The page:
Amazon Best of the Month, March 2009: Mary Gaitskill has a reputation as the chronicler of bad relationships, but that label doesn't do justice to the stories she tells. Her relationships turn bad, or turn good, or just turn (and turn and turn). In every exploitation there's an attraction, or at least an accommodation; in every hostility there's a yearning for, or at least a memory of, connection. You see the intensity of people--friends and family as well as lovers--drawn together, and the often equally intense emptiness when the magnet flips and repels. Gaitskill is one of our best short story writers (that's a label that's fully just) and the prickly, sad brilliance of her last book, Veronica, confirmed her as a master of the novel, too. Don't Cry is just her third story collection in 20 years, after the modern classics Bad Behavior and Because They Wanted To, and it reminds you immediately of why you've been longing to read her again. Once more, there are former lovers and ex-friends and parents and children who have not quite made a hash of things, but there's also a broadening in this collection, especially in the title story, which looks at the ties of family and friendship when they are stretched across the global distance of privilege and poverty. --Tom Nissley--This text refers to an out of print or unavailable edition of this title.
Ranging from gritty realism to fanciful allegory, the stories in Don’t Cry push the boundaries of fiction in several directions. Populated by peculiar but always authentic characters with bizarre dreams and fantasies, Gaitskill’s stories lack conventional plots, timelines, and mounting suspense, but she keeps readers rapt with the promise of exposing the darkest recesses of human nature. The subtle balance between her spare, clinical prose and the uncomfortably private thoughts and feelings she brings to light give these stories their edge; yet intermittent moments of grace and hope keep her work accessible. Though critics disagreed over which stories were the best, they all praised her pitiless eye, psychological insight, and unsettling ability to turn readers into voyeurs.
Copyright 2009 Bookmarks Publishing LLC --This text refers to an out of print or unavailable edition of this title.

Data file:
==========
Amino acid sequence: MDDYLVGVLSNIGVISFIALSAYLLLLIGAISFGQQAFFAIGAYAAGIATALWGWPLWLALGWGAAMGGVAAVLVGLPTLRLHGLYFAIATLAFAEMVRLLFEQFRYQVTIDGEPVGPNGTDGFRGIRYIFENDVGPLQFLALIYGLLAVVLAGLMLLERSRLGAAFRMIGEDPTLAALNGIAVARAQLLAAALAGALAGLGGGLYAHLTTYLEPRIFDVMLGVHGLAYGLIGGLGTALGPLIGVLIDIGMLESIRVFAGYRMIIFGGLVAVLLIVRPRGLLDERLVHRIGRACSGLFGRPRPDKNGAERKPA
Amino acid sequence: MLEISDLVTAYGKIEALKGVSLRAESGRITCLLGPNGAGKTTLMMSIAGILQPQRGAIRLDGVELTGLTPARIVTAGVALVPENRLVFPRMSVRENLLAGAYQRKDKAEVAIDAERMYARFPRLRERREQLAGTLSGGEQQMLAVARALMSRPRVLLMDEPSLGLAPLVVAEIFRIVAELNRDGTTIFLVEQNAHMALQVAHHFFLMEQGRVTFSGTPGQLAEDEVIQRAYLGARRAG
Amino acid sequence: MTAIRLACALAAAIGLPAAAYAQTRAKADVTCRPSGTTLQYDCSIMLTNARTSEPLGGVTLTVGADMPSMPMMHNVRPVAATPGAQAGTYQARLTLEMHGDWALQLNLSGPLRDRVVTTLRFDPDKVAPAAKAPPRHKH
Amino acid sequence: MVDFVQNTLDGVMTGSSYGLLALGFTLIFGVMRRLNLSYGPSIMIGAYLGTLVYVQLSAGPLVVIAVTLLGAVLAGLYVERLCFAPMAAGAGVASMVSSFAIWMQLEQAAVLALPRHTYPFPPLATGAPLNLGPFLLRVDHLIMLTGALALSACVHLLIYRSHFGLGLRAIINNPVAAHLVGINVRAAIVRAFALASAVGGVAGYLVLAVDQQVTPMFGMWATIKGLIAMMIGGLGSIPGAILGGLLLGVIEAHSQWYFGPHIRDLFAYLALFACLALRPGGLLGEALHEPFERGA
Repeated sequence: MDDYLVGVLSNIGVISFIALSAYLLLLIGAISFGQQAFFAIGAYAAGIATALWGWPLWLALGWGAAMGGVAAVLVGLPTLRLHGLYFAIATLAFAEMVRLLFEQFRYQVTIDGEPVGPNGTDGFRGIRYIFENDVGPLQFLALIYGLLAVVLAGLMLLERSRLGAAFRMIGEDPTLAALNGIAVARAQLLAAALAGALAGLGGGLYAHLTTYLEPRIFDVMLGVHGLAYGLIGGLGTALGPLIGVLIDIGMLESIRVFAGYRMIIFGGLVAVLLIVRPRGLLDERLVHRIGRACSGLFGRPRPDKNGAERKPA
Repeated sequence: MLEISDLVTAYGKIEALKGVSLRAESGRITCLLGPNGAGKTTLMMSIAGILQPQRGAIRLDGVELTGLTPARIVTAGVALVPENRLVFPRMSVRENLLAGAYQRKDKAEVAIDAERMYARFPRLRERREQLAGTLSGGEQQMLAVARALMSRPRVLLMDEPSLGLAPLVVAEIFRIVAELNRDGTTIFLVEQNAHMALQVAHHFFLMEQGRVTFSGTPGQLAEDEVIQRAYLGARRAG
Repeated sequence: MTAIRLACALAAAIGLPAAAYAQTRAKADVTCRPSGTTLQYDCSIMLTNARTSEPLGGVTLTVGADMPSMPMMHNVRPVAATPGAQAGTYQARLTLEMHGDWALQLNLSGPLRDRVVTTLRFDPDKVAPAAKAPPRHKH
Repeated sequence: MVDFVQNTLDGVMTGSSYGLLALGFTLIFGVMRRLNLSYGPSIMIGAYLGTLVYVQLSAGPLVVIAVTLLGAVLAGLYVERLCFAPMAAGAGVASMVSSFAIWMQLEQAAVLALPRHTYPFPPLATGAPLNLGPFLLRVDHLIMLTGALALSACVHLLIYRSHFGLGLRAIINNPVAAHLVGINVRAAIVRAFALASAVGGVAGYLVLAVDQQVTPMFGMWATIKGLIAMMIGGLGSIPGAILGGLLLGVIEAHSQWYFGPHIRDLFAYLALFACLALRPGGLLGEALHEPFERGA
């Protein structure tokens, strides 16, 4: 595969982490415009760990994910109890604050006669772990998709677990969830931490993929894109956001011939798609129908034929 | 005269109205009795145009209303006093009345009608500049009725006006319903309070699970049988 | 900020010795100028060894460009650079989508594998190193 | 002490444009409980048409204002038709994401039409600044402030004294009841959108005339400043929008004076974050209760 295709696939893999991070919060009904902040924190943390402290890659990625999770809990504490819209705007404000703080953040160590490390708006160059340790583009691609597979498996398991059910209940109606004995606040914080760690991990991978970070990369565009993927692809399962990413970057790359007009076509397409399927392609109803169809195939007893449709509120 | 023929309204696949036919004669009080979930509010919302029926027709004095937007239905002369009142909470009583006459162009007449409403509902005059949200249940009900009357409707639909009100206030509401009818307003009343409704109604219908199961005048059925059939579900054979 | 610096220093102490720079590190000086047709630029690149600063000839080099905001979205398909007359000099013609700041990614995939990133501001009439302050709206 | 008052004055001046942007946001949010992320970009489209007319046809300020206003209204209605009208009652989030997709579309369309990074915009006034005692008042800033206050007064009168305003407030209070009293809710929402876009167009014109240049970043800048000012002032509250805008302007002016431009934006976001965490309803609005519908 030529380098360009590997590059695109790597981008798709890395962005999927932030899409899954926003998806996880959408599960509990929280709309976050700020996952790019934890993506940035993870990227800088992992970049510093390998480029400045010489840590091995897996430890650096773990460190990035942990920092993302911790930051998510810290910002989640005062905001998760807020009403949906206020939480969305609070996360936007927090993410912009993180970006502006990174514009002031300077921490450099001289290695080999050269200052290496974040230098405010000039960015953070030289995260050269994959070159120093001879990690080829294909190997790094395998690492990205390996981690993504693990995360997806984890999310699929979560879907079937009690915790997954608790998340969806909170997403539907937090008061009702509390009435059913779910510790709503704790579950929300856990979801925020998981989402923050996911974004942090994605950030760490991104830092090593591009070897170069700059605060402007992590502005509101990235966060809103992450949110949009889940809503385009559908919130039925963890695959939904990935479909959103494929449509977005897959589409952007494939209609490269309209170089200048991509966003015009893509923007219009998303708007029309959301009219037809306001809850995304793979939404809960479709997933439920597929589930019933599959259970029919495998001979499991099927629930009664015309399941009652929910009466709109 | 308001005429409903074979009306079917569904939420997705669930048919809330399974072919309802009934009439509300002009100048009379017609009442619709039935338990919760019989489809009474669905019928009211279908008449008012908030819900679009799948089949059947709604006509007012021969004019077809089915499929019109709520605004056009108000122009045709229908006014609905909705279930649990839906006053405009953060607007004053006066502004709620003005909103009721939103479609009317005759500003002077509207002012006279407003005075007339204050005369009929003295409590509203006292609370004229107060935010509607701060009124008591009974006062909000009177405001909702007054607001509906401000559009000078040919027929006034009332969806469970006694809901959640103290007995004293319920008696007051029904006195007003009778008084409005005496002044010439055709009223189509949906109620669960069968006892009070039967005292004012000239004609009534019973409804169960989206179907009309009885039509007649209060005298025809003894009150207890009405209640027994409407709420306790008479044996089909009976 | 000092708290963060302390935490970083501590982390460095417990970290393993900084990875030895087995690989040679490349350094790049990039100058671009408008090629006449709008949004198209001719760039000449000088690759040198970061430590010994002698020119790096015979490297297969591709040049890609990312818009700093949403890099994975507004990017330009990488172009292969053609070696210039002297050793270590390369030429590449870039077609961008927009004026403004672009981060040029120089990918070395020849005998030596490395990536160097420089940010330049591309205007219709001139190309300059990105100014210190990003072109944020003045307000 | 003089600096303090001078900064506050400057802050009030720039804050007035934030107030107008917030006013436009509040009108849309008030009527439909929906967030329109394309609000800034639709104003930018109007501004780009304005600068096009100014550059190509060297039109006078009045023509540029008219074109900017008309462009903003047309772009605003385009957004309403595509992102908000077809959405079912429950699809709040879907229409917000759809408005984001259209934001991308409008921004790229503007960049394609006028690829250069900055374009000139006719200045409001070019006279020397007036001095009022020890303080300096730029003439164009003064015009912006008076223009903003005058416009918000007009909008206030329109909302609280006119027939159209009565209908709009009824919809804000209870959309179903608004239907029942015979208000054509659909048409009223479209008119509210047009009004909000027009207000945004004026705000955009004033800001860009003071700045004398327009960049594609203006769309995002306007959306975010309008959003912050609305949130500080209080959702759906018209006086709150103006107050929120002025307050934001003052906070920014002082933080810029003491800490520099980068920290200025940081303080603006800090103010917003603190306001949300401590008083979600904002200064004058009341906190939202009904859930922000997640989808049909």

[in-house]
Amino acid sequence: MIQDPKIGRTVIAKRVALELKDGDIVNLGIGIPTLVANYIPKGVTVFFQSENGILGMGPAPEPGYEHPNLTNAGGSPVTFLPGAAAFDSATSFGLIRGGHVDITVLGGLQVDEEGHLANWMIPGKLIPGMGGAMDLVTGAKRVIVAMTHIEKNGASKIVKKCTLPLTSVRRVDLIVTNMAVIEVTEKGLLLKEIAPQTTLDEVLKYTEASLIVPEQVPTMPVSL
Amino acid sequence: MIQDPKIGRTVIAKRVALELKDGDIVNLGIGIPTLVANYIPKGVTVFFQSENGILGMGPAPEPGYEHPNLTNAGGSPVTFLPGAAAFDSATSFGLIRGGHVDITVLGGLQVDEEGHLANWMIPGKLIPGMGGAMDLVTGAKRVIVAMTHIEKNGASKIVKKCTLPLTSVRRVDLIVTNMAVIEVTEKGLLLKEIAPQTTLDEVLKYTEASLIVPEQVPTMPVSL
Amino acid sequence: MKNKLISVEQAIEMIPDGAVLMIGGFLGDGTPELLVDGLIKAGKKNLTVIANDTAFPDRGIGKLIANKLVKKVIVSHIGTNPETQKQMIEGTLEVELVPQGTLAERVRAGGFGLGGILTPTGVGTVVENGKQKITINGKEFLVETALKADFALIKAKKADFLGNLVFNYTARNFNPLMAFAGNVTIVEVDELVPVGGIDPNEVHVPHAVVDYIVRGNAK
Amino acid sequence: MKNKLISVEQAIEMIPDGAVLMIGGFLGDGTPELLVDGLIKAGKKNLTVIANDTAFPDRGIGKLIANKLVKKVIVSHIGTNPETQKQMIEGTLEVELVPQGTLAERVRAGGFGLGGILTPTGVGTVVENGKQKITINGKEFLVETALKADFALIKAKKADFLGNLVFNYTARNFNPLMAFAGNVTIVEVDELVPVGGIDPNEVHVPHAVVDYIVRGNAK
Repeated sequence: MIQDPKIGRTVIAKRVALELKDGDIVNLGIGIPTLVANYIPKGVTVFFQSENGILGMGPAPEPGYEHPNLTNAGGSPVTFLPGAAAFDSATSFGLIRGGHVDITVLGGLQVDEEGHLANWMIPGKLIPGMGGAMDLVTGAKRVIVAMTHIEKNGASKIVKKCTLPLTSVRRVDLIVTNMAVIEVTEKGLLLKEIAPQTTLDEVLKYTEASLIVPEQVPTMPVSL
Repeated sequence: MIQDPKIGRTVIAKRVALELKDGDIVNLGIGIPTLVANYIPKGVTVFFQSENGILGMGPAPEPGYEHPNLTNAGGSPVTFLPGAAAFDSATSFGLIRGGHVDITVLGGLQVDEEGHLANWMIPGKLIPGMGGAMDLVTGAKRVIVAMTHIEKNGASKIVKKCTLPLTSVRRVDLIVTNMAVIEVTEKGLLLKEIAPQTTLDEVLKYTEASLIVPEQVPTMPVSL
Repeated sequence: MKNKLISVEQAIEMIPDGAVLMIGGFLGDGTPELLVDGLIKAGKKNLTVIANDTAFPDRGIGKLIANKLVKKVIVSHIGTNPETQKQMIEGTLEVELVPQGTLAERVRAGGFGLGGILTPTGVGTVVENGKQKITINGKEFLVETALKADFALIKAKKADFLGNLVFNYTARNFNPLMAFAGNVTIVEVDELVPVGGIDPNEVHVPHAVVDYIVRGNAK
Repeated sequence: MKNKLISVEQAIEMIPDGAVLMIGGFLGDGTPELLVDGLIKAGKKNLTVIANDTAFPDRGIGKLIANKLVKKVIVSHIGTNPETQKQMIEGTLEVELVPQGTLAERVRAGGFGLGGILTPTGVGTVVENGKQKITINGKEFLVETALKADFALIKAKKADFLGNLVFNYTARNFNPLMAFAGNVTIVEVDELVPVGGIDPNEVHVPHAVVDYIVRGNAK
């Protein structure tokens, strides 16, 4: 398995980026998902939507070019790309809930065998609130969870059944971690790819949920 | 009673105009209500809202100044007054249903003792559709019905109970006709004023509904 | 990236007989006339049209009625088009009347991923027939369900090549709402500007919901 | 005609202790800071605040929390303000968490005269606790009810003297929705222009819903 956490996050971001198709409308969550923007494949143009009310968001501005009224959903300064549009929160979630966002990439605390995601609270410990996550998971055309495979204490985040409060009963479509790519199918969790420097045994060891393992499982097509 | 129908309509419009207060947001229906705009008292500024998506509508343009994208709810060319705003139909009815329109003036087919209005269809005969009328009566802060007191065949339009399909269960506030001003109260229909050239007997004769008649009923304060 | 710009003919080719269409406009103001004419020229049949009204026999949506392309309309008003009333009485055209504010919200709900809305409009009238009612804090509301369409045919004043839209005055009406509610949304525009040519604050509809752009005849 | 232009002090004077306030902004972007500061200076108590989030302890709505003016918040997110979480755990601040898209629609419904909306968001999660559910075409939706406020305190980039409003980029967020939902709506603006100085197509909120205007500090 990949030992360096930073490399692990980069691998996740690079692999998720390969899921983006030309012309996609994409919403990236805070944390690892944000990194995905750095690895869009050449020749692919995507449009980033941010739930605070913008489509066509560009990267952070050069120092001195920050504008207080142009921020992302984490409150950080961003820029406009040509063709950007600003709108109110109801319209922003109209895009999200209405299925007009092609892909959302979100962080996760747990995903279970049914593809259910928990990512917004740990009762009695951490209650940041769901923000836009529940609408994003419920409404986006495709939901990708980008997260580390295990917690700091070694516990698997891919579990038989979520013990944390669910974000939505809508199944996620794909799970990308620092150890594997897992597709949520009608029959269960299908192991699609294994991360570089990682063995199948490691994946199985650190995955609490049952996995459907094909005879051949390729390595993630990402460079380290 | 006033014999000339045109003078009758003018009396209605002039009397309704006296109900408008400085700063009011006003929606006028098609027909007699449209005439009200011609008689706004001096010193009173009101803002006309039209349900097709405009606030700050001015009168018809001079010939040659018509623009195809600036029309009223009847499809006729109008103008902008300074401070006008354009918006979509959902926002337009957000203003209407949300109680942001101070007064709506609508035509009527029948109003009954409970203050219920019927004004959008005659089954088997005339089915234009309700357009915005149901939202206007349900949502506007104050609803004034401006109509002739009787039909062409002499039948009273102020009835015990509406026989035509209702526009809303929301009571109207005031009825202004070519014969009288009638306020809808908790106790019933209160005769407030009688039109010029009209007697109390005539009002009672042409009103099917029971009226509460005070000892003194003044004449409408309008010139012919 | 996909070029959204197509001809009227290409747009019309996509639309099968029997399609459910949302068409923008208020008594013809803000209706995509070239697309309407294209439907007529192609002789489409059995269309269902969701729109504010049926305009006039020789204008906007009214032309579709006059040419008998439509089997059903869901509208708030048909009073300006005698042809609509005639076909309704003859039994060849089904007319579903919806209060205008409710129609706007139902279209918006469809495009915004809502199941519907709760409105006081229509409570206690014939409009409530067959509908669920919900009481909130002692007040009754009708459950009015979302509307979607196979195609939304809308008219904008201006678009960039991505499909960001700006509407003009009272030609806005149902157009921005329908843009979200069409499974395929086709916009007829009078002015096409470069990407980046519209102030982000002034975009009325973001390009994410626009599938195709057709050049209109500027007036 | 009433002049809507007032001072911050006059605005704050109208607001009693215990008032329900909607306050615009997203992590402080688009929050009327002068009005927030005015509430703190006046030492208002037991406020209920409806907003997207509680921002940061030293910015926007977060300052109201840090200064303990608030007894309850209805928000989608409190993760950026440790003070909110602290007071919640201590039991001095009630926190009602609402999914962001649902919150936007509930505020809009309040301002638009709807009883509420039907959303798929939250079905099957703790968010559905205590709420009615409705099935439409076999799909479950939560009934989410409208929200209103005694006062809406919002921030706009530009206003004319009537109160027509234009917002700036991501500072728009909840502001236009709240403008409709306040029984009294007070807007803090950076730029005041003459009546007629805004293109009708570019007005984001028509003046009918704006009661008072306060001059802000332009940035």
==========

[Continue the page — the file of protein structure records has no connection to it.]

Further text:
I picked up Mary Gaitskill's "Don't Cry" after a fiction writing instructor (at a continuing ed course I took) told me that my writing was reminding him of her style, which... Read morePublished 15 months ago by Cassandra144
I'm a fan of Mary Gaitskill's novels, but this collection of stories disappointed me. While some of the stories are pretty good, there are also some real duds in this collection,... Read morePublished on April 16, 2013 by Melissa N.
I read somewhere that this was a book of stories about disaffected people. It's true, it is. The people in this book have problems and sometimes you want to scream at them,... Read morePublished on March 11, 2013 by V. Irene Vega
Each story is a poignant little self-contained gem. Gaitskill puts her pen to the pulse of what makes people tick. (how's that for a metaphor? Read morePublished on December 20, 2012 by janiajania
As my work hours grew longer and I did more business travel, I switched from reading novels to short stories every night. Read morePublished on October 21, 2011 by Amazon Customer
Mary Gaitskill is a talented writer, and these stories carry surprising revelations at every turn. She is attuned to the details of the way woman think of themselves, how we... Read morePublished on September 25, 2011 by Annie
Mary Gaitskill invariably lifts the facades and personas of everyday life to present the human condition with raw power. Read morePublished on August 18, 2011 by reader sam
From the powerful pen of Mary Gaitskill comes DON'T CRY, her first collection of short stories in more than a decade. Read morePublished on June 9, 2010 by Bookreporter
I've really enjoyed Mary Gaitskill's other work. The perspectives in Don't Cry, however, are much too negative for me. Read morePublished on June 1, 2010 by Annaconda